March 20, 2009
This month has been lousy, but one of the highlights for me is working with you. I love the piece. I will have it get a final edit, but for me, this is accepted! Great job! I really thank you for putting up with the delay in responses. I cannot wait to see what you do for Plymouth. :)
Lo, my first completely solo RPG project has been officially accepted by my editor at Rogue Games. It is my PDF setting for Colonial Gothic called "Elizabethtown." It is also the catalyst for today's advice to authors of experience out there and that is to "Just ask."
My first sold fiction was a series of short stories called "Tales of the Hucked Tankard" in Campaign magazine. I sold the series of 8 stories to my then editor, Sean Everette, because I asked him if his magazine would be interested in a series of short fiction about an adventurer whose main tool and weapon was a metal tankard. I made the proposal to him after I had been writing reviews for him for a few months and proved to him that I could write. He checked with his boss (who agreed), got back to me and settled on a flat fee per story. It was my first query and it was accepted.
Since that time, I have made many, many queries. Most of them have been based around the official calls for queries or submissions. One of those acceptances was for White Wolf's SAS product line. I had an idea I had been bouncing around for ages and finally decided that the nWoD would be the ideal place for what I had in mind. In that case, I looked up the guidelines and followed them to the letter. Eddy Webb pulled the query sub from his slush pile and accepted it. I should start working on that product within the next couple of weeks.
Another example of querying an editor on something was querying Shroud magazine about an idea I had. It is ten pieces of flash fiction to sell as a bundle on one particular topic. To put a new piece of flash fiction on the website once a week or a series of the flash fiction pieces in 3-4 of their magazines as short run serial. Neither of these ideas is on the website. This is not what their call for submissions is for. However, after looking at the website, the call and their genre, I thought that this might be a good fit anyway. Shroud's editor, Timothy Deal, said that he would like to look at them. No word on whether or not the bundle of flash fiction will be accepted and, if it is, how it will be used. But, I asked and he was willing to look at it.
The last example of "just ask" I would like to bring up is a conversation I had with Richard Iorio of Rogue Games. I met him at GenCon 2008. We talked for a while about me writing for him and agreed to speak in email after the convention. Shortly after GenCon 2008, I pinged him with an idea. Many RPG companies are putting out inexpensive PDF settings for their games in order to bring new pieces of the world to their players in-between the large book releases. I asked if he would be interested in such for Colonial Gothic. He was. I sent him an example outline with word count and he loved it. From there, a contract was written and signed. Thus Colonial Gothic: Elizabethtown was born.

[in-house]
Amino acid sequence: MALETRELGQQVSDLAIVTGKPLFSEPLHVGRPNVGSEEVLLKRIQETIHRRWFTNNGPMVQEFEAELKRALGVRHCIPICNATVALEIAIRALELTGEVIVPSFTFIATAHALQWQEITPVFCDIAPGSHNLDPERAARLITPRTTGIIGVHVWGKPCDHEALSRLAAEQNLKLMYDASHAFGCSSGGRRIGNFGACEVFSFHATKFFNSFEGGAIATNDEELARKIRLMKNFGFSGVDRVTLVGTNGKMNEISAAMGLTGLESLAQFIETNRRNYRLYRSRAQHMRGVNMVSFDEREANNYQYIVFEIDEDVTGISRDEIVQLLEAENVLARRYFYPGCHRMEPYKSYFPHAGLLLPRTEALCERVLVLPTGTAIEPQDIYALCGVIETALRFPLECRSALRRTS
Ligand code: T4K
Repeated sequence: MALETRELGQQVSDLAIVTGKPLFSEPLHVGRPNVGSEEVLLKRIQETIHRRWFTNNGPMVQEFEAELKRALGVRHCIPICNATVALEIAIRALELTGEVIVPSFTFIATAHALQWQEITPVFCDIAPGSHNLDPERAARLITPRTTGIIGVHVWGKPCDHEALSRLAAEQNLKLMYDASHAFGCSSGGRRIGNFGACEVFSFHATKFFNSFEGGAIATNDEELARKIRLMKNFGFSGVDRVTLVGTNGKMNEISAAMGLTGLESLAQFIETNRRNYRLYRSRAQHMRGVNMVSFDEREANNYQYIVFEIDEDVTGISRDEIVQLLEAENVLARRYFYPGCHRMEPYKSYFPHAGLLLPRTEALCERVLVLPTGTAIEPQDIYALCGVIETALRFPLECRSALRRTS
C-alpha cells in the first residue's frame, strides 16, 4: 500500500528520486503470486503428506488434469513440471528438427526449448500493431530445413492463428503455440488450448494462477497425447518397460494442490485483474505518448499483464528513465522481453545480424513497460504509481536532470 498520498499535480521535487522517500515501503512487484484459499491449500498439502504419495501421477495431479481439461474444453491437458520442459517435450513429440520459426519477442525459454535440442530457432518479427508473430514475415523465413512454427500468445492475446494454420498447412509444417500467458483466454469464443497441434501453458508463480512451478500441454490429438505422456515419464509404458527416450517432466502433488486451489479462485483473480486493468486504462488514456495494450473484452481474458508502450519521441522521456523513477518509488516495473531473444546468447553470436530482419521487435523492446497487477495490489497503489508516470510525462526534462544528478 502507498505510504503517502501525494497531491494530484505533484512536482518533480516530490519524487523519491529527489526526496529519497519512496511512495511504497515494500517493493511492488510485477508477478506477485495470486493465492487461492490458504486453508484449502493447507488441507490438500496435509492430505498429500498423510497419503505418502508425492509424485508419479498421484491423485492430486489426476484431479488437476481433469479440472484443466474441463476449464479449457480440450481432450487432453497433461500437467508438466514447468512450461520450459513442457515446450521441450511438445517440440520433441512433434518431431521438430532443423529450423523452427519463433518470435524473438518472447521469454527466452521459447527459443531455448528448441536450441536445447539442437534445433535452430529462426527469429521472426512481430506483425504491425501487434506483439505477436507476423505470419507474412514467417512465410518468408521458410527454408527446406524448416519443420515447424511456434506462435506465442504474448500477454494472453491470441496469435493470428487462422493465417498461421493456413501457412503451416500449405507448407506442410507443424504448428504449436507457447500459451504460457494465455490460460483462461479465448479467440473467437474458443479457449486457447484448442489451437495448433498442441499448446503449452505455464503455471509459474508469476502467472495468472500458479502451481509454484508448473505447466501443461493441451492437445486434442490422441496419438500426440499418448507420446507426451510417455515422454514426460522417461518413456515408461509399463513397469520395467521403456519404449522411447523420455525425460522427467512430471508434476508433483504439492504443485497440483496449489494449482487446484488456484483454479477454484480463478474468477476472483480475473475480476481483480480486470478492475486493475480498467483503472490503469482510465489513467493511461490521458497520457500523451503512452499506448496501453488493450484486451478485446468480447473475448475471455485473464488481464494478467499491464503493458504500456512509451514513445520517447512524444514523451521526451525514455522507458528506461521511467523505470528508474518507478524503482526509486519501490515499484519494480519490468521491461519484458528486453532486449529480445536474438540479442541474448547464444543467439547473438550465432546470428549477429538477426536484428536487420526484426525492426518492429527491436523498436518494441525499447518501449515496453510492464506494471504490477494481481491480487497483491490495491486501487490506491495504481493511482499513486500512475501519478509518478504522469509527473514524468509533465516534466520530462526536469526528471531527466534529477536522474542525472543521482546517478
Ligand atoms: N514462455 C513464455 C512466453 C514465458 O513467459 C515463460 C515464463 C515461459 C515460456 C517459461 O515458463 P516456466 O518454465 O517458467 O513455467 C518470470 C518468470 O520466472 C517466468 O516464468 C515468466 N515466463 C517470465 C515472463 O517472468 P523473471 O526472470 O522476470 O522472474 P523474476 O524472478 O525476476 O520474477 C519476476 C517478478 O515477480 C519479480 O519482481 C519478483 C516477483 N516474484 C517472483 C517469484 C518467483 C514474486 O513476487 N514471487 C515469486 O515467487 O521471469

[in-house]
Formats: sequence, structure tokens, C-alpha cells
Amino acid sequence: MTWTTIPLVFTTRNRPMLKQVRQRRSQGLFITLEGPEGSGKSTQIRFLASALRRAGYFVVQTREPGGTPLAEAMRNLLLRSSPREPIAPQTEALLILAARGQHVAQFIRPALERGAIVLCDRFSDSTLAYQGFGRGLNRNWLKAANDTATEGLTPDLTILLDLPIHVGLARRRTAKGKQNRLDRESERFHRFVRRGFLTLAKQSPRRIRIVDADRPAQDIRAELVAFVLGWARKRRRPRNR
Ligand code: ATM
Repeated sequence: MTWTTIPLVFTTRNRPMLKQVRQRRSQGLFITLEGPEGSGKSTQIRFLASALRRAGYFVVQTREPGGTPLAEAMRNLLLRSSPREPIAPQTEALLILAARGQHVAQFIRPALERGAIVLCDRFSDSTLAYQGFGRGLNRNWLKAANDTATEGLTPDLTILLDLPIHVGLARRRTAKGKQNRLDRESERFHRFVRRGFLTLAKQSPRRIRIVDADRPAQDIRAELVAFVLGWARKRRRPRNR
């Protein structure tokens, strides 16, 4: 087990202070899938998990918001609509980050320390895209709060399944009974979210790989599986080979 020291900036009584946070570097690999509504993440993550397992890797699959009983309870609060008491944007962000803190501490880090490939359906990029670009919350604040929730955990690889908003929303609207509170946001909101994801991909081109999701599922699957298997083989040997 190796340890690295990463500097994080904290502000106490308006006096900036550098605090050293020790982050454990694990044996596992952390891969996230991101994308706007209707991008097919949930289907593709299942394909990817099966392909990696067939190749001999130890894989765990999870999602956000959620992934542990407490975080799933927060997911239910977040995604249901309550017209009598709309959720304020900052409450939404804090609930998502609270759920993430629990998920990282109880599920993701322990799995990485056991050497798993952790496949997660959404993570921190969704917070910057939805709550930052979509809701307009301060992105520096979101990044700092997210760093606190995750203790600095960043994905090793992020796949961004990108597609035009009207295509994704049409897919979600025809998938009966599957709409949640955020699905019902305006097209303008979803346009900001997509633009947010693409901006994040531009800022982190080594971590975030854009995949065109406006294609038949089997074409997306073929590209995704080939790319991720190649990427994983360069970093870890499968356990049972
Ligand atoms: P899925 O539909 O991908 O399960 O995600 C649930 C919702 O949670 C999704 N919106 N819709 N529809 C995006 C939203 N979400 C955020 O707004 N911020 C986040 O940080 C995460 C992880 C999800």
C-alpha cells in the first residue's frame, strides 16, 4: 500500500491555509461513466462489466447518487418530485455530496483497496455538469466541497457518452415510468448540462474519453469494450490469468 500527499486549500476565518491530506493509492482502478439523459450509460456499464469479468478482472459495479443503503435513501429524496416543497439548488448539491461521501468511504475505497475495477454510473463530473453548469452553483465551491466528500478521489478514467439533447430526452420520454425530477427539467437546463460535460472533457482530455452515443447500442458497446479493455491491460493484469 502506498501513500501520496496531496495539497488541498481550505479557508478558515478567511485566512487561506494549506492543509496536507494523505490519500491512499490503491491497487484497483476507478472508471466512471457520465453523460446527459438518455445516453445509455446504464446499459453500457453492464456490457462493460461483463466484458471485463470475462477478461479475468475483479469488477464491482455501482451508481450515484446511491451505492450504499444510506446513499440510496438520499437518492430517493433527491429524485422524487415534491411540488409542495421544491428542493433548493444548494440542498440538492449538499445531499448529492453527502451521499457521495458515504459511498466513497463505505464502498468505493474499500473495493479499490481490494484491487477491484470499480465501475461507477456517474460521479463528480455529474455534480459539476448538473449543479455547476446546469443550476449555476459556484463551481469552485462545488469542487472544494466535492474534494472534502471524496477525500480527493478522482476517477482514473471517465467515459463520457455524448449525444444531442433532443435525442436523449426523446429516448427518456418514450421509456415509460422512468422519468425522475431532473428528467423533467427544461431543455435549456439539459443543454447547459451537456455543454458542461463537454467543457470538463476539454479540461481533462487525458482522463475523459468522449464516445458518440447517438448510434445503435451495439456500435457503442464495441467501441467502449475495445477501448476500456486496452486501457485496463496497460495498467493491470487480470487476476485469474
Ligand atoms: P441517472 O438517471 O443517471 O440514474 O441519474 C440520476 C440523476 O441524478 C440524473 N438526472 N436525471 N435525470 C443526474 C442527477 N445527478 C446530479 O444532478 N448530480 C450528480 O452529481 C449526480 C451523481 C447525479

The moral of the story? If you believe you have a good idea and it fits the genre, theme and setting for the product line you want to write it for, just ask. Write a polite, professional letter or email to the editor of the publication and ask them if they would be interested in your idea. Give them enough information (2 line synopsis, approximate word count) to make a decision on whether or not they want to see more or, at least, open up a conversation with you about the idea.
What's the worst they can do? Say no.
What's the best they can do? Say yes.
So, just ask. You never know what can happen.
In other news, I've been brainstorming an idea for an urban gothic horror novel with my husband and a friend. I am almost to the point that I can start outlining it. One of the things stopping me is my complete lack of knowledge on all things morgue and dead body related. Kind of a problem when my protagonist is either going to be a mortician or work in a morgue.
But, all is not lost. I happened to look up on my bookshelf of reference to see, "Cause of Death" from the Howdunit series of reference books. It's 'a writer's guide to death, murder and forensic medicine.' I adore the Howdunit series of books. I think I have thirteen of them so far.
The book may not give me everything I'm going to need to know about how to process a dead body but it will give me enough research material where I can put a big [SCENE ABOUT PREPARING THE BODY FOR TRANSPORT TO MORTUARY] placeholder in a chapter and then go onto the meat of the matter that I do know how to write about. I can fill in the blanks later.
This new novel idea is for a completely stand alone book--a rarity for me. Usually, I have sequels or trilogies in mind when I write a novel. Not in this case. I think I'm going to enjoy the experience.